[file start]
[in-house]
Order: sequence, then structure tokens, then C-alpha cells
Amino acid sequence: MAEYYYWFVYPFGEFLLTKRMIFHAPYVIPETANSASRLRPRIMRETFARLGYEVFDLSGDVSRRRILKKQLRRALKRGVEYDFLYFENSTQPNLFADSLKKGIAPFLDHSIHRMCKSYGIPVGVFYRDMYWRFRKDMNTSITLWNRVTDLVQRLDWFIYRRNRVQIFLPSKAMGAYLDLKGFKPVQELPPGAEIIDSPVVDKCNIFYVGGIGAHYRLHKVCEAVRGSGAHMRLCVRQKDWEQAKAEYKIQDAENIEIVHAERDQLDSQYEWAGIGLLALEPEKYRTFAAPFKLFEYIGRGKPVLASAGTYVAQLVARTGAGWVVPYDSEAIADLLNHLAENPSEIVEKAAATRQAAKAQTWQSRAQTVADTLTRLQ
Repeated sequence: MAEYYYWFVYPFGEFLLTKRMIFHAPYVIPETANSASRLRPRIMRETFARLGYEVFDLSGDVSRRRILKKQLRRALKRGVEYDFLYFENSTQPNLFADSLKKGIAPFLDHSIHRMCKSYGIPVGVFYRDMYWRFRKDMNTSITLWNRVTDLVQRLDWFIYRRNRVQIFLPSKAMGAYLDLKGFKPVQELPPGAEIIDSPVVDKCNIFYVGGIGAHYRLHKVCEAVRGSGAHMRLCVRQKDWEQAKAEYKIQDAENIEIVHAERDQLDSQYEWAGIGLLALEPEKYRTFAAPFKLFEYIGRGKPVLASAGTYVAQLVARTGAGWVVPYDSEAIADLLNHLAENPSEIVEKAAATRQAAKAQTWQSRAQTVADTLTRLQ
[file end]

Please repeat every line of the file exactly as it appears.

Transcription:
[in-house]
Order: sequence, then structure tokens, then C-alpha cells
Amino acid sequence: MAEYYYWFVYPFGEFLLTKRMIFHAPYVIPETANSASRLRPRIMRETFARLGYEVFDLSGDVSRRRILKKQLRRALKRGVEYDFLYFENSTQPNLFADSLKKGIAPFLDHSIHRMCKSYGIPVGVFYRDMYWRFRKDMNTSITLWNRVTDLVQRLDWFIYRRNRVQIFLPSKAMGAYLDLKGFKPVQELPPGAEIIDSPVVDKCNIFYVGGIGAHYRLHKVCEAVRGSGAHMRLCVRQKDWEQAKAEYKIQDAENIEIVHAERDQLDSQYEWAGIGLLALEPEKYRTFAAPFKLFEYIGRGKPVLASAGTYVAQLVARTGAGWVVPYDSEAIADLLNHLAENPSEIVEKAAATRQAAKAQTWQSRAQTVADTLTRLQ
Repeated sequence: MAEYYYWFVYPFGEFLLTKRMIFHAPYVIPETANSASRLRPRIMRETFARLGYEVFDLSGDVSRRRILKKQLRRALKRGVEYDFLYFENSTQPNLFADSLKKGIAPFLDHSIHRMCKSYGIPVGVFYRDMYWRFRKDMNTSITLWNRVTDLVQRLDWFIYRRNRVQIFLPSKAMGAYLDLKGFKPVQELPPGAEIIDSPVVDKCNIFYVGGIGAHYRLHKVCEAVRGSGAHMRLCVRQKDWEQAKAEYKIQDAENIEIVHAERDQLDSQYEWAGIGLLALEPEKYRTFAAPFKLFEYIGRGKPVLASAGTYVAQLVARTGAGWVVPYDSEAIADLLNHLAENPSEIVEKAAATRQAAKAQTWQSRAQTVADTLTRLQ